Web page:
Funding options for post-secondary education

The B.C. Training and Education Savings Program will provide $1,200 to eligible children for post-secondary education or training.

  • Aug. 18, 2015 6:00 p.m.

Household budgets will soon be feeling the effects of the annual back-to-school spending season, but there is some relief in sight for further education or training after the kids finish high school.

The B.C. Training and Education Savings Program (BCTESP), which became available on Aug. 14, will provide $1,200 to eligible children for post-secondary education or training programs.

Although the program was announced earlier in the year, the application process is now open for B.C. parents with children between the ages of six and nine.

“Even if your children are just beginning their school life, you need to start planning on how to finance their post-secondary education or training aspirations,” said Rob Oleksyn, an investment expert with First West Credit Union’s Valley First division. “The BCTESP is just one several grants available that will really help jumpstart education savings.”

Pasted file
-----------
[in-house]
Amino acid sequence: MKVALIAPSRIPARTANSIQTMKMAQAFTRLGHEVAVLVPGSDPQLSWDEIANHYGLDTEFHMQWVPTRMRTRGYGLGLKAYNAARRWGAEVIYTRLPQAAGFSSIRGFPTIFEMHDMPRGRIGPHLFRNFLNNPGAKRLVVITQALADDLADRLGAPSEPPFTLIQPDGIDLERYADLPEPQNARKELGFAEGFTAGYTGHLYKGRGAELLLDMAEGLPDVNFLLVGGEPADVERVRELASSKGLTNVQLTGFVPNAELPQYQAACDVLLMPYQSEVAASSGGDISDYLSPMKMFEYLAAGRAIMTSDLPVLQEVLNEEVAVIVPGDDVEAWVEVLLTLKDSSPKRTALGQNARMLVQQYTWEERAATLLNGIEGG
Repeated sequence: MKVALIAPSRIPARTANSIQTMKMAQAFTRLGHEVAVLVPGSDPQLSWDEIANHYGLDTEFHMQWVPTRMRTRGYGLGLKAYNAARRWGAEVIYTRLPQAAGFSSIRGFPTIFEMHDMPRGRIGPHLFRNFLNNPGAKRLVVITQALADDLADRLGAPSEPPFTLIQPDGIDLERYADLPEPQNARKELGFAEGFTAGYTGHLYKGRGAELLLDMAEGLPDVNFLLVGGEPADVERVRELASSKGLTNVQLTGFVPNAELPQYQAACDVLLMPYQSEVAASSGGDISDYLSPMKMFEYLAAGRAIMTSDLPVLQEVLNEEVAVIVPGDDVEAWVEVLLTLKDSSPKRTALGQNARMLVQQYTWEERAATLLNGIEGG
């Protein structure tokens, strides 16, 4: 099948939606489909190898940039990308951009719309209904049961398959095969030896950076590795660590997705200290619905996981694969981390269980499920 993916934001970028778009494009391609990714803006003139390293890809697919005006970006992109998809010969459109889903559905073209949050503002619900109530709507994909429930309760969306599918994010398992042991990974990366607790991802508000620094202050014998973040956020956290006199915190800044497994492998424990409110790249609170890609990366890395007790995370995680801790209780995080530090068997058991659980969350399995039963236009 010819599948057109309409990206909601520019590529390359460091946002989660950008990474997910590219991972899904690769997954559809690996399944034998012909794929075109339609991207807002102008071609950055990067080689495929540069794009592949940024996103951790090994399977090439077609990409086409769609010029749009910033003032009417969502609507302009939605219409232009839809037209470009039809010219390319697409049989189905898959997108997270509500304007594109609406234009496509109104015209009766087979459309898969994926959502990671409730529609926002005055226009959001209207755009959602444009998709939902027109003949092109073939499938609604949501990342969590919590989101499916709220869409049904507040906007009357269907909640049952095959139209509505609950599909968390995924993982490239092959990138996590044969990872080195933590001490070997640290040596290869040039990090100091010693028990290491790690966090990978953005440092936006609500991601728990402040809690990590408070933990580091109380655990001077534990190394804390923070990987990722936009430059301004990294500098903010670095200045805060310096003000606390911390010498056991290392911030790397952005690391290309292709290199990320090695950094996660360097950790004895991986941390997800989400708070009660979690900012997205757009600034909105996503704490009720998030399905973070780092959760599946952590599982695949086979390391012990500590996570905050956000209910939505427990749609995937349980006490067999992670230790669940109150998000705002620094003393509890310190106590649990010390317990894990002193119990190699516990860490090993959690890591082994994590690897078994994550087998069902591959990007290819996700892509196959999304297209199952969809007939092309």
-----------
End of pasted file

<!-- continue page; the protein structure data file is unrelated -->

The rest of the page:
In addition to $1,200 from the BCTESP, the Canada Education Savings Grant (CESG) will match 20 per cent of yearly contributions up to a maximum of $2,500. Eligible children could receive as much as $7,200 in CESG by the time they graduate high school. The Canada Learning Bond is another program which provides eligible children with $500 for their RESP right away with an additional $100 each year until the age of 15.

“There are a several options when setting up an RESP and a variety of grants available so talking things through with an expert will ensure that you get the right plan for your situation and don’t miss out on any available government funds,” said Oleksyn.

Anyone applying for the BCTESP, CESG or Canada Learning Bond will first need to set up a registered education savings plan (RESP) naming their child as the beneficiary. Both spouses may contribute to the RESP, but unlike an RRSP, contributions are not tax deductible.

In addition, any government grants or growth from investment of RESP funds is deemed to be income when withdrawn by the beneficiary. Although these sources are taxable, students are typically in low tax brackets when withdrawing the funds.

 

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